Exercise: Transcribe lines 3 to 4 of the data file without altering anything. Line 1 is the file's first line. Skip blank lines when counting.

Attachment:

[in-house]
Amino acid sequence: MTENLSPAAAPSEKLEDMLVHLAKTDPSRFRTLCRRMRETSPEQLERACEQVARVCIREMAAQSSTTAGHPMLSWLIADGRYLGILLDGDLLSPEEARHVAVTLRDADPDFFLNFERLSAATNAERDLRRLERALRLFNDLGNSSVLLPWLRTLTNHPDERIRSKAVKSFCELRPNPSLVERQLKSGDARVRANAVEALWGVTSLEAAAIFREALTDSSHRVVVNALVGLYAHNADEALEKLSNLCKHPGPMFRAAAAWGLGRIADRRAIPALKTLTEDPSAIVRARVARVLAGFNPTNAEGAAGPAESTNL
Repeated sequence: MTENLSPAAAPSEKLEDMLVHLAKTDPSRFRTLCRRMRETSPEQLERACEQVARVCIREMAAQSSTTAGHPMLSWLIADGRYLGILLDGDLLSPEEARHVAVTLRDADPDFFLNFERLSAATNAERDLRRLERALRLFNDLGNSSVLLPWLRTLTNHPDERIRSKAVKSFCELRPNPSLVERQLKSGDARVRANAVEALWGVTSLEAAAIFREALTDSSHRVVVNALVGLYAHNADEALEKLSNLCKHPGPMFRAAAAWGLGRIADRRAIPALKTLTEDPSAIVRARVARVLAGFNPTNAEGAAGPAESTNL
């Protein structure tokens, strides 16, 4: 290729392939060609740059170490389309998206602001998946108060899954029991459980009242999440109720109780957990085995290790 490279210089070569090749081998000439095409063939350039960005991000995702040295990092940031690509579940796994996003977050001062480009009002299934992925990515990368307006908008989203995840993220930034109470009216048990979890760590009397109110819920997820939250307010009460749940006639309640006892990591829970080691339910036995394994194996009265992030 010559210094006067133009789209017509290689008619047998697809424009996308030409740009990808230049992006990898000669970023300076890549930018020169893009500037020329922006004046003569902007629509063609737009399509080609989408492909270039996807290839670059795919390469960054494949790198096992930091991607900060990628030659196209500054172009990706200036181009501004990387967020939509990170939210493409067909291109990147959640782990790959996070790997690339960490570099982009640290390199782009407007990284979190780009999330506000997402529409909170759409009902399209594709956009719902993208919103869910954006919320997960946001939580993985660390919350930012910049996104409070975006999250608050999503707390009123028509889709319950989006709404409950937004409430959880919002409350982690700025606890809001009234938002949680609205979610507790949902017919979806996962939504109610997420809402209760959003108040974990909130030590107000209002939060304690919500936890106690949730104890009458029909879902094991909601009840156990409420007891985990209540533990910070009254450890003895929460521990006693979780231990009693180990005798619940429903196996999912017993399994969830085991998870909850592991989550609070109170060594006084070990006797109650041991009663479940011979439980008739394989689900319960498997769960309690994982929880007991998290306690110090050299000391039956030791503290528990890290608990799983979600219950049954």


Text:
Repeated sequence: MTENLSPAAAPSEKLEDMLVHLAKTDPSRFRTLCRRMRETSPEQLERACEQVARVCIREMAAQSSTTAGHPMLSWLIADGRYLGILLDGDLLSPEEARHVAVTLRDADPDFFLNFERLSAATNAERDLRRLERALRLFNDLGNSSVLLPWLRTLTNHPDERIRSKAVKSFCELRPNPSLVERQLKSGDARVRANAVEALWGVTSLEAAAIFREALTDSSHRVVVNALVGLYAHNADEALEKLSNLCKHPGPMFRAAAAWGLGRIADRRAIPALKTLTEDPSAIVRARVARVLAGFNPTNAEGAAGPAESTNL
């Protein structure tokens, strides 16, 4: 290729392939060609740059170490389309998206602001998946108060899954029991459980009242999440109720109780957990085995290790 490279210089070569090749081998000439095409063939350039960005991000995702040295990092940031690509579940796994996003977050001062480009009002299934992925990515990368307006908008989203995840993220930034109470009216048990979890760590009397109110819920997820939250307010009460749940006639309640006892990591829970080691339910036995394994194996009265992030 010559210094006067133009789209017509290689008619047998697809424009996308030409740009990808230049992006990898000669970023300076890549930018020169893009500037020329922006004046003569902007629509063609737009399509080609989408492909270039996807290839670059795919390469960054494949790198096992930091991607900060990628030659196209500054172009990706200036181009501004990387967020939509990170939210493409067909291109990147959640782990790959996070790997690339960490570099982009640290390199782009407007990284979190780009999330506000997402529409909170759409009902399209594709956009719902993208919103869910954006919320997960946001939580993985660390919350930012910049996104409070975006999250608050999503707390009123028509889709319950989006709404409950937004409430959880919002409350982690700025606890809001009234938002949680609205979610507790949902017919979806996962939504109610997420809402209760959003108040974990909130030590107000209002939060304690919500936890106690949730104890009458029909879902094991909601009840156990409420007891985990209540533990910070009254450890003895929460521990006693979780231990009693180990005798619940429903196996999912017993399994969830085991998870909850592991989550609070109170060594006084070990006797109650041991009663479940011979439980008739394989689900319960498997769960309690994982929880007991998290306690110090050299000391039956030791503290528990890290608990799983979600219950049954």